there is no problem.

I buy cards at yard sales and thrift stores. I have bunches and bunches (and bunches) of them. I keep them organized in a dresser. Stationery is probably one of those things that most people don't realize you can get used. Not only can you get them, you can find enough to develop an unhealthy collecting habit. The best place to find them is estate sales. Old ladies are card hoarders. They buy them in multi-packs all the time - on vacation, at holidays, to support various charitable causes. And then they die, and someone sells their whole card collection to me for a buck or two. I pick out the ones I like, and then the rest I ship off to a relative with small children. I suggested they use them for crafting, but I really have no idea what they do with all those cards. They probably wonder the same about me.

I've always been big into sending birthday cards. People just like it so darn much. Even as stamp prices rise, it's a pretty cheap way to make someone happy. If you did the math and figured out how much happiness is created with the cost of a card and a stamp, you would find it's an excellent value. Then I would ask to see your numbers, because I'd really like to know how you quantified happiness. It doesn't have to be a nice card, and you don't have to put money in it. Somehow, the act of getting mail, of being remembered, is enough.

I call them "used" cards, but "secondhand" is probably a better term. However, sometimes they actually are used. A person will buy a 25 pack of Christmas cards and then just sign them all in one session before realizing they only have 21 friends. Then they stuff the four extra cards in a drawer somewhere with every intention of using them next year. But they forget about them until the next time they move or clean, which is how they end up at the thrift store, where I buy them. Sometimes, I send them anyway. (For a couple of years, I sent cards signed from the local Masonic lodge to a girlfriend of mine in New York. She thought the first one was weird, but she got really freaked out when one year she moved and they found out her new address. She suspected me, but when she asked, I told her that I would never ever forge the Masons' signature, which was true, though misleading.)

Anyway, while my collection is impressive, it is not exactly a replacement for Hallmark. I used to take a lot of time to pick out just the right card, spending a half hour just to find one. It was pretty stereotypical woman behavior (I make up for it by being good at math). Now, the selection is more limited, though frequently more interesting (and free). I do make myself pull from my stash, otherwise, I would have no justification to keep buying stationery (and I do want to keep buying it).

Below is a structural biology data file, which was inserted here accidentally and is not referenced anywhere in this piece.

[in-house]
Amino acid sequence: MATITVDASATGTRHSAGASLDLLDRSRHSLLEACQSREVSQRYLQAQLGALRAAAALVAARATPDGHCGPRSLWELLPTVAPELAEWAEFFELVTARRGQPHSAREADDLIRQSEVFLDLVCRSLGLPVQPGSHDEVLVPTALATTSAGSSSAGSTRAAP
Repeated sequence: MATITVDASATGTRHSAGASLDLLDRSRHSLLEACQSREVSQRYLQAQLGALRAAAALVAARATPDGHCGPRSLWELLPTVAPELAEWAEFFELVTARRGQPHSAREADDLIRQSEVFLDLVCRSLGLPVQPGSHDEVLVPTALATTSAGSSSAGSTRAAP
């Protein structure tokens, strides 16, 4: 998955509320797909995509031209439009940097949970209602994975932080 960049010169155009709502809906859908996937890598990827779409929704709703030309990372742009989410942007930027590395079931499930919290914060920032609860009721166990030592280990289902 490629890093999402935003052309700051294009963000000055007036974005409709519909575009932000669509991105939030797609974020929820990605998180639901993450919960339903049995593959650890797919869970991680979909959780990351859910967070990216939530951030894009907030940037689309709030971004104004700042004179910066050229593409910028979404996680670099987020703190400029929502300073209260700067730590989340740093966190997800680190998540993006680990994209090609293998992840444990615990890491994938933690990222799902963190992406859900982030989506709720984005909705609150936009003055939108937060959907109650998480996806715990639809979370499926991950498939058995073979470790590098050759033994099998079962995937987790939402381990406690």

Basically, I have to get a little creative, but is that ever a bad thing? Luckily, I have a very large selection of cards that are blank inside, so they can be for any holiday. I do write a little note for each one. I frequently feel the need to make an explanation as to why the other person is receiving what might seem like a pretty weird card. I try hard to make the card choice seem relevant. But maybe I don't have to explain that at all. Maybe the people who get cards from me know me well enough to realize that I don't know how to send cards like a normal person. Being weird acts as its own excuse.

Anyway, all this is to explain that I got a couple of odd birthday cards this year. They were from my nieces, who live in a household that has been the recipient of my rejected overstock cards. One of them was an Easter card, and the other was a Christmas card. While the older niece made some effort to replace the Season's Greetings with birthday ones, the little one just stuck a "Dear Aunt Sandra" before the message wishing me a happy Easter. Considering one of those girls once gave her brother one of her baby teeth in a jar as a birthday present, this was actually a relatively sane gift.

I think this is a positively brilliant solution to feeling like I don't have the right card to send. The solution is to not care at all. Frnakly, I should have thought of this myself, since I apply it in other areas of my life.

For instance: accessories! While visiting my sister this year, I wore a green shirt, while I was also carrying a green suede purse. She asked if I had a different purse for each outfit. I told her no, sometimes it works out that way, but in general I'm not that put-together. She said that she always carried a black purse, that way it matched everything and she didn't have to worry about it. My response was that she didn't have to worry about it anyway, and then she could use any crazy purse she wanted. We are different people, so we each thought our respective way was better based on our priorities. It is more important to her to match. It is more important to me to have fun purses.

Just like the problem of having a matching purse, the solution to the problem of using an appropriate card is to not care about the problem. It turns out that there is no problem.

It's funny - my nieces sent the out-of-season cards because they are kids and have not yet succombed to the idea that only birthday cards are for birthdays. They probably picked those specific cards because they liked the pictures. Give them ten years, and they will likely do things differently. Except for the fact that they have an Aunt Sandra, who has decided that the problem of appropriate cards is not a problem. Given my example (which was originally their example), maybe they'll see it that way, too.

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